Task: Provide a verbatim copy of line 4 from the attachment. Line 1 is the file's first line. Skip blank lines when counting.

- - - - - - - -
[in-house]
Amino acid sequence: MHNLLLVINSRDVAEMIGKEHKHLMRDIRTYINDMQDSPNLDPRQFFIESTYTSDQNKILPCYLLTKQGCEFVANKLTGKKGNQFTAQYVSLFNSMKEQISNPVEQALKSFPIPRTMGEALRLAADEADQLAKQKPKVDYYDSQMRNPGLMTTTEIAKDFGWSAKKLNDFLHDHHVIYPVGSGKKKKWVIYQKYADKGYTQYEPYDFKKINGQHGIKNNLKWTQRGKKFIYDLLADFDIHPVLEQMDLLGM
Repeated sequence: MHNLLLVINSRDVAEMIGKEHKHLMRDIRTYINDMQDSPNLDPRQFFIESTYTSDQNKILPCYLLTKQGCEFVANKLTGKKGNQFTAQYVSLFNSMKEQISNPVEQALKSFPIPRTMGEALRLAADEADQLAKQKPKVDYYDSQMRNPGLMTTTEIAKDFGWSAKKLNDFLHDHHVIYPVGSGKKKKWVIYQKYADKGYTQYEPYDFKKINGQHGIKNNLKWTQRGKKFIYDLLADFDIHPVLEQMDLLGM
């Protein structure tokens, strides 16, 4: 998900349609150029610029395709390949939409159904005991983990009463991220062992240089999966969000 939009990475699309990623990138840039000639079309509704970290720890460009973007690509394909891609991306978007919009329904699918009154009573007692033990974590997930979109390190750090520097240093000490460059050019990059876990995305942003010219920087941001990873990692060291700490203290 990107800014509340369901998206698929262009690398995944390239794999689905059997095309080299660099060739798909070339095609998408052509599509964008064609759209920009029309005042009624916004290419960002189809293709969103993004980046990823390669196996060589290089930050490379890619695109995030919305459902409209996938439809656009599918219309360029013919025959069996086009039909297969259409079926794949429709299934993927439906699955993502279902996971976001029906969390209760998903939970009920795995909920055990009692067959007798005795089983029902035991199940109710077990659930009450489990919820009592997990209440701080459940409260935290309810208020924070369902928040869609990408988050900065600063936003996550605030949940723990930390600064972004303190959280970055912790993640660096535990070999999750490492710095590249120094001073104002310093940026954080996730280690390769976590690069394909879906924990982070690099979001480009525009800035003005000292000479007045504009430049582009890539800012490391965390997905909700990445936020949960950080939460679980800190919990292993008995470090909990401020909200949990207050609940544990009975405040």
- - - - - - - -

């Protein structure tokens, strides 16, 4: 998900349609150029610029395709390949939409159904005991983990009463991220062992240089999966969000 939009990475699309990623990138840039000639079309509704970290720890460009973007690509394909891609991306978007919009329904699918009154009573007692033990974590997930979109390190750090520097240093000490460059050019990059876990995305942003010219920087941001990873990692060291700490203290 990107800014509340369901998206698929262009690398995944390239794999689905059997095309080299660099060739798909070339095609998408052509599509964008064609759209920009029309005042009624916004290419960002189809293709969103993004980046990823390669196996060589290089930050490379890619695109995030919305459902409209996938439809656009599918219309360029013919025959069996086009039909297969259409079926794949429709299934993927439906699955993502279902996971976001029906969390209760998903939970009920795995909920055990009692067959007798005795089983029902035991199940109710077990659930009450489990919820009592997990209440701080459940409260935290309810208020924070369902928040869609990408988050900065600063936003996550605030949940723990930390600064972004303190959280970055912790993640660096535990070999999750490492710095590249120094001073104002310093940026954080996730280690390769976590690069394909879906924990982070690099979001480009525009800035003005000292000479007045504009430049582009890539800012490391965390997905909700990445936020949960950080939460679980800190919990292993008995470090909990401020909200949990207050609940544990009975405040």